after Arvo Pärt
It requires a rocking, slow, of the right hand. Light rain, one side of the glass, flame, the other.
Bow pulled across slowly, like night falling, a long night in which you do not think. You do not think of loss.
Pines sway. You are far from everything, from everyone. Lightness, heaviness, they become the same.
Lift the air in your two hands. Hold it awhile. Notice how your fingers cool at the tips, how the palms
want to keep rising. There is a lake outside, of course. Frozen enough to walk on.
And a path through the pines. You know it’s there. There is no need to go there. [End Page 601]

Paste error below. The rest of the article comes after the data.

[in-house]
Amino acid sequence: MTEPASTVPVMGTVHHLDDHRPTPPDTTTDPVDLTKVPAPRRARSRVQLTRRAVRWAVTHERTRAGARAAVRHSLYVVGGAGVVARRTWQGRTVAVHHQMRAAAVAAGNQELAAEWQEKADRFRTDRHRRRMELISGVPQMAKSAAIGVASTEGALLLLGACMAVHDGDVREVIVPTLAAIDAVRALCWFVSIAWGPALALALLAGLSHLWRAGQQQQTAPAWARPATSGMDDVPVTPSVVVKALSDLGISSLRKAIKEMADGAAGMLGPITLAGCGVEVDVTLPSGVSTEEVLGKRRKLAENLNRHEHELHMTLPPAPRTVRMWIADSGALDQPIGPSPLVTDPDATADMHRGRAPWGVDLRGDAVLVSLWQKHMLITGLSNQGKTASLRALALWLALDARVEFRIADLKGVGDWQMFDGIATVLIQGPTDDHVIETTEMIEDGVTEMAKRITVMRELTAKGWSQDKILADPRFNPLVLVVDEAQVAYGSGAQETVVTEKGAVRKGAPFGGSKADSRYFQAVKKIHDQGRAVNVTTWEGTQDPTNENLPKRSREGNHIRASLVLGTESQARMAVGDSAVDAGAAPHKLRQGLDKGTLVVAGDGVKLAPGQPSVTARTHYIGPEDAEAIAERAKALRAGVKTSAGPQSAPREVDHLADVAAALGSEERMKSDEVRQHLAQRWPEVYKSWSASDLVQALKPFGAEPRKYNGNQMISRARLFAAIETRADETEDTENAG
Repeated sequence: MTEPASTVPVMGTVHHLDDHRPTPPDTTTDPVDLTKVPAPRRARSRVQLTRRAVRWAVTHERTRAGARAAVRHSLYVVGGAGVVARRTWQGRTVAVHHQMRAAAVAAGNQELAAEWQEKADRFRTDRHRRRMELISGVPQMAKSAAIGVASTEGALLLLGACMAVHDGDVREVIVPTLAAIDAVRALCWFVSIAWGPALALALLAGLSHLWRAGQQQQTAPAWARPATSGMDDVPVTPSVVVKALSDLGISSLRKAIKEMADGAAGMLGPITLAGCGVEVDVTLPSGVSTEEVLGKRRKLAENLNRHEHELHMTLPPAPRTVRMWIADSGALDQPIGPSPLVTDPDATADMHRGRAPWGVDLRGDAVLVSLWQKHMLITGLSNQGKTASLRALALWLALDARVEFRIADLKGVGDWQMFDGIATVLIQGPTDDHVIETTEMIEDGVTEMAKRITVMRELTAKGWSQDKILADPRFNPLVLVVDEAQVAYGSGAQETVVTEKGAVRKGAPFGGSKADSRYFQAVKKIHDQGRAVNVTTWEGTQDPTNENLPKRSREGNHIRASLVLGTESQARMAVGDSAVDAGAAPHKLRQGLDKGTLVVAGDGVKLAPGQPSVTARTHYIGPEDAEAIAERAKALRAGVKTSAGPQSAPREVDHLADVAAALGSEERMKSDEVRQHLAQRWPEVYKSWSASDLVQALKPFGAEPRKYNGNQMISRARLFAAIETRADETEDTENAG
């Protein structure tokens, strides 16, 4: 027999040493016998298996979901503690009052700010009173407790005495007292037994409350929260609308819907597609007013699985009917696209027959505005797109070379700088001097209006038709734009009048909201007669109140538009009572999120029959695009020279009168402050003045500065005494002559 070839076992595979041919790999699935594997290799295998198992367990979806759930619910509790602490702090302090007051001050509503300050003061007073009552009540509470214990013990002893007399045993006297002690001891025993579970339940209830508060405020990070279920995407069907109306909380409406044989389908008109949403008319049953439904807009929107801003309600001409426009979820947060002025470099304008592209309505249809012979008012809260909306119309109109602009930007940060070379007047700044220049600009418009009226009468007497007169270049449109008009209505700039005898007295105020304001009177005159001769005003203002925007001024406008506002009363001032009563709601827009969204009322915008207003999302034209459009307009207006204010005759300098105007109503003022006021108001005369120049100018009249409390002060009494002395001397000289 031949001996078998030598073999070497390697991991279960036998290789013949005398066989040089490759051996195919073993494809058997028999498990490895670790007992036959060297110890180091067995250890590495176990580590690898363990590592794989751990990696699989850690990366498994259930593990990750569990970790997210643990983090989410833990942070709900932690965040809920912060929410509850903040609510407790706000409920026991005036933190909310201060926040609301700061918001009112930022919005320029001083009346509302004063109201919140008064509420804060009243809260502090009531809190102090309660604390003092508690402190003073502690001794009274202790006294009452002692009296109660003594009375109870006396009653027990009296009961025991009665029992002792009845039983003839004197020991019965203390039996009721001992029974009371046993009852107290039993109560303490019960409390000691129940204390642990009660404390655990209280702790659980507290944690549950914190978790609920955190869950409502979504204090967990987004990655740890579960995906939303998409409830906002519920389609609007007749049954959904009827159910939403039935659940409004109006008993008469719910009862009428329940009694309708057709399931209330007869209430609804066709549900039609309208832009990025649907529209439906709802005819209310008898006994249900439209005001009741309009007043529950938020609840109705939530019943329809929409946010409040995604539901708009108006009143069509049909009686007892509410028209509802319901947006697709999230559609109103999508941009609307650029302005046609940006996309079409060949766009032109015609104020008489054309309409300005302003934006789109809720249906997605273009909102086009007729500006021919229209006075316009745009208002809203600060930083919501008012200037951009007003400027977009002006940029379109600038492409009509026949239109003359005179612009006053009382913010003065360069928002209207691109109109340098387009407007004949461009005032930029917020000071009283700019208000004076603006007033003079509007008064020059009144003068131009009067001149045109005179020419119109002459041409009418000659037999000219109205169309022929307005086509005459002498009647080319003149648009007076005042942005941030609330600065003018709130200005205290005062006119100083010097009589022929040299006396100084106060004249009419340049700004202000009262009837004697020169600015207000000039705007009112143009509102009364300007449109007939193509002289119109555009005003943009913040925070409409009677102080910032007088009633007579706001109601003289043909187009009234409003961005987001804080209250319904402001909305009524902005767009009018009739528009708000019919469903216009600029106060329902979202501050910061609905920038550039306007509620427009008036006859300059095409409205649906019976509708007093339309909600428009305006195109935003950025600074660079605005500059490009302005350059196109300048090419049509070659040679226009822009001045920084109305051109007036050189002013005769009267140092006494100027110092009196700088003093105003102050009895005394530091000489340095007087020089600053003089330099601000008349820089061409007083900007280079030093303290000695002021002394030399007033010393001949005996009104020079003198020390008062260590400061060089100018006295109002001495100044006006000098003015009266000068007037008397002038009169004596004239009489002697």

Susan Ludvigson’s most recent collection is Escaping the House of Certainty. Her poems have appeared in The Georgia Review, Poetry, and Shenandoah, and she has held Guggenheim, Rockefeller, Fulbright, and National Endowment for the Arts fellowships. She paints as well as writes in the company of fiction writer Scott Ely, her husband, and four supportive dogs.